We acknowledge the Gadigal of the Eora Nation, the traditional custodians of the Country on which the Art Gallery of NSW stands.

Title

Banumbirr (morning star)

collected 1948

Artist

Binyinyuwuy Djarrankuykuy

Australia

1928 - 1982

Language group

Djambarrpuyungu, Arnhem region

  • Details

    Other Title
    Aboriginal heaven
    Alternative title
    Dhuwa journey of the dead - Aboriginal heaven
    Place where the work was made
    Milingimbi Central Arnhem Land Northern Territory Australia
    Cultural origin
    Djambarrpuyŋu/Arnhem region
    Date
    collected 1948
    Media category
    Painting
    Materials used
    natural pigments on paper
    Dimensions
    58.0 x 45.5 cm image/sheet; 76.0 x 63.5 x 3.0 cm frame
    Signature & date

    Not signed. Not dated.

    Credit
    Gift of the Commonwealth Government 1956
    Location
    Not on display
    Accession number
    9283
    Copyright
    © Binyinyuwuy Estate. Licensed by Aboriginal Artists Agency Ltd

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    Artist information
    Binyinyuwuy Djarrankuykuy

    Artist profile

    Works in the collection

    16

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  • About

    Binyinyuwuy was only a young man at the time of painting this work and it is perhaps the earliest work by him to have been collected and attributed. It was made as part of the American and Australian Scientific Expedition to Arnhem Land led by Charles Mountford, which resulted in a collection of several hundred Aboriginal objects and artworks.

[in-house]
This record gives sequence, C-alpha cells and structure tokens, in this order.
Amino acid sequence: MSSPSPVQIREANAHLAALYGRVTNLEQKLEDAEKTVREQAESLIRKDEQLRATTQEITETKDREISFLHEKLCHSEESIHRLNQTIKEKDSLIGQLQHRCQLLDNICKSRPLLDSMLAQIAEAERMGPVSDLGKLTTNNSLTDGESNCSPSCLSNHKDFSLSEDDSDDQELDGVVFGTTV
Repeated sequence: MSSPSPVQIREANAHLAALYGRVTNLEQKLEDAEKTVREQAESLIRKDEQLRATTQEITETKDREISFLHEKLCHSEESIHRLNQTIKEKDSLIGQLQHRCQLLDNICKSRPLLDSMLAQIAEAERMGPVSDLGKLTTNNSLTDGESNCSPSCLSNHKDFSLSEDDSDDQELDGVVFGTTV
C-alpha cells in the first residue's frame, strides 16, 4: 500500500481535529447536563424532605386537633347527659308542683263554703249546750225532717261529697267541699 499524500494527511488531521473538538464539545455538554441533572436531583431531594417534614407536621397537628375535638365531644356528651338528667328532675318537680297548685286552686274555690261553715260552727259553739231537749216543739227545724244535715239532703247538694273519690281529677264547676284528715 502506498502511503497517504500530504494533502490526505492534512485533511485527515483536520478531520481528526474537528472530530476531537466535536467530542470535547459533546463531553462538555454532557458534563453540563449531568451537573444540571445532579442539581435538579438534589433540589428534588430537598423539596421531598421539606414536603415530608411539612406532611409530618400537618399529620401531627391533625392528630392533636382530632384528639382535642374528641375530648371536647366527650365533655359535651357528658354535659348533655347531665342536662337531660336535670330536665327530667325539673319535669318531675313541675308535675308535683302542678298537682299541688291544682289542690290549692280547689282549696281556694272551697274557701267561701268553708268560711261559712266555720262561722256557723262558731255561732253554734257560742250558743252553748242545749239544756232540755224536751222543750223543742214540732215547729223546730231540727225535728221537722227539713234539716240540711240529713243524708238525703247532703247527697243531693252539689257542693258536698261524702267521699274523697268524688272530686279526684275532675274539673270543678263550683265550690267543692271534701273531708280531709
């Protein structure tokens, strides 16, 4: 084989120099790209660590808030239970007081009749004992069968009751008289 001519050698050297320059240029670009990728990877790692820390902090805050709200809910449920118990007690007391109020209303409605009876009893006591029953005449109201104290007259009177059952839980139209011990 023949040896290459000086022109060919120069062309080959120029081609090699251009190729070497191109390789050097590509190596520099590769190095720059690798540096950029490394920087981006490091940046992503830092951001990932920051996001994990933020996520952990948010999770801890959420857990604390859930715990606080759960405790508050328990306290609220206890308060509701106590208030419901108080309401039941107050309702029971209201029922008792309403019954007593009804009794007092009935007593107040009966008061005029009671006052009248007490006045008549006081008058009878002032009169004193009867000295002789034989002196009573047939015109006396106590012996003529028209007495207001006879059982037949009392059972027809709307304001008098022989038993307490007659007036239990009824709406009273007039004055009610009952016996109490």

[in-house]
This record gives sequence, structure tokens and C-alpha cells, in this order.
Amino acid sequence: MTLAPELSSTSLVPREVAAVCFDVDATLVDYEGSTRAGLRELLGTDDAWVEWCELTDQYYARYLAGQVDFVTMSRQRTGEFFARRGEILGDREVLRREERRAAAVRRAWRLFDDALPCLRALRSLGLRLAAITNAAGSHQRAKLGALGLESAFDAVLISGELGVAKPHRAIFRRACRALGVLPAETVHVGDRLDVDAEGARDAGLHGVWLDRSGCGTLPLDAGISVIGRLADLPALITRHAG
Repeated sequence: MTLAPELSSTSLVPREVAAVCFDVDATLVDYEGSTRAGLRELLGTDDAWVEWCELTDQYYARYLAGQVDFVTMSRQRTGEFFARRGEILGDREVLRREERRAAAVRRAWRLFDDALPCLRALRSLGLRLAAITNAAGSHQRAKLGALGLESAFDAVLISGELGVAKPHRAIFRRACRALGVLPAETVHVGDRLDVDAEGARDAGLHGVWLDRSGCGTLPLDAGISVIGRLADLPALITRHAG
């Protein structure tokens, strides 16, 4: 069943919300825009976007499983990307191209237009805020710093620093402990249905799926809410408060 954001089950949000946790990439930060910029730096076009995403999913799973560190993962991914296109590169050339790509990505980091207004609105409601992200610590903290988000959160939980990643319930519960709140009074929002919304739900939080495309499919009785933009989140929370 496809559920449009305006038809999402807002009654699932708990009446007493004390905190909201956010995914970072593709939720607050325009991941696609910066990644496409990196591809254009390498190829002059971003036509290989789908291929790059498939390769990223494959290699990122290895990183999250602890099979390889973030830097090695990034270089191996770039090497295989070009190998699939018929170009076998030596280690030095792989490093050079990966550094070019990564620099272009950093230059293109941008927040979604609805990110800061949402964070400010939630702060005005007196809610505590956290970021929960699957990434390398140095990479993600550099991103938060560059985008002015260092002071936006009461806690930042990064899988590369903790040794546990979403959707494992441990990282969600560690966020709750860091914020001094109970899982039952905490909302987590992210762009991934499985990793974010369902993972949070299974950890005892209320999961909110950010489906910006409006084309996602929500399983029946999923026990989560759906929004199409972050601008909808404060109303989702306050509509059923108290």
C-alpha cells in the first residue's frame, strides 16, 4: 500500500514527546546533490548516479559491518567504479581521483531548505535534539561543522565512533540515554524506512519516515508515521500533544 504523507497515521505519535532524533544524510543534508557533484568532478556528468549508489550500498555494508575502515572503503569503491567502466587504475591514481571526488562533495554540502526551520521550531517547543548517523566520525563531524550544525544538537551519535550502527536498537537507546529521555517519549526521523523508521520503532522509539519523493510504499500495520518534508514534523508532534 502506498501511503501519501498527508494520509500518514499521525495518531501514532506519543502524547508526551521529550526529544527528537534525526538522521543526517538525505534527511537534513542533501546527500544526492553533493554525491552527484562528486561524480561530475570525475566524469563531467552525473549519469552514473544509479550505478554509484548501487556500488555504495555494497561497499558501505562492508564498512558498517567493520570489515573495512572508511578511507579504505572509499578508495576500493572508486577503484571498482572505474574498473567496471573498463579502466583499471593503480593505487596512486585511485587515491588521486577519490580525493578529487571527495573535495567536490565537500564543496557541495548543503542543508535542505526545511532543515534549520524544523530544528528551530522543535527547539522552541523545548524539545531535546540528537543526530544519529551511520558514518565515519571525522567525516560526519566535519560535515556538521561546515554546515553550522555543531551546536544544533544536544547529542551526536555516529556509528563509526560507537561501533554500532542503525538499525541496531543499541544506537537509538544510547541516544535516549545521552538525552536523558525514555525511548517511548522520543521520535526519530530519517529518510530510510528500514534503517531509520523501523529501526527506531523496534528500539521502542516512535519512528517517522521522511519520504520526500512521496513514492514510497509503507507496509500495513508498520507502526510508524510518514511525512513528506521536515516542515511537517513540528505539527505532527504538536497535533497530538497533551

Central within Banumbirr (morning star) is the morning star pole. Each evening the morning star leaves its bathi (basket) to travel across the country on a feathered string, passing over Dhuwa estates such as Djarraya (Napier Peninsula), which is Binyinyuwuy’s home country, and guiding the souls of those recently departed to the island of Burralku. By morning, the star is returned to the bathi until the following evening, when it will repeat the journey. As explained by Djambarrpungu-man Keith Lapulung Dhamarrandji, Burralku is akin to heaven, a ‘promised spiritual country, the next stage of life after death. Life repeats then moves on to the next cycle’.

  • Places

    Where the work was made

    Milingimbi

  • Exhibition history

    Shown in 3 exhibitions

  • Bibliography

    Referenced in 5 publications

Other works by Binyinyuwuy Djarrankuykuy

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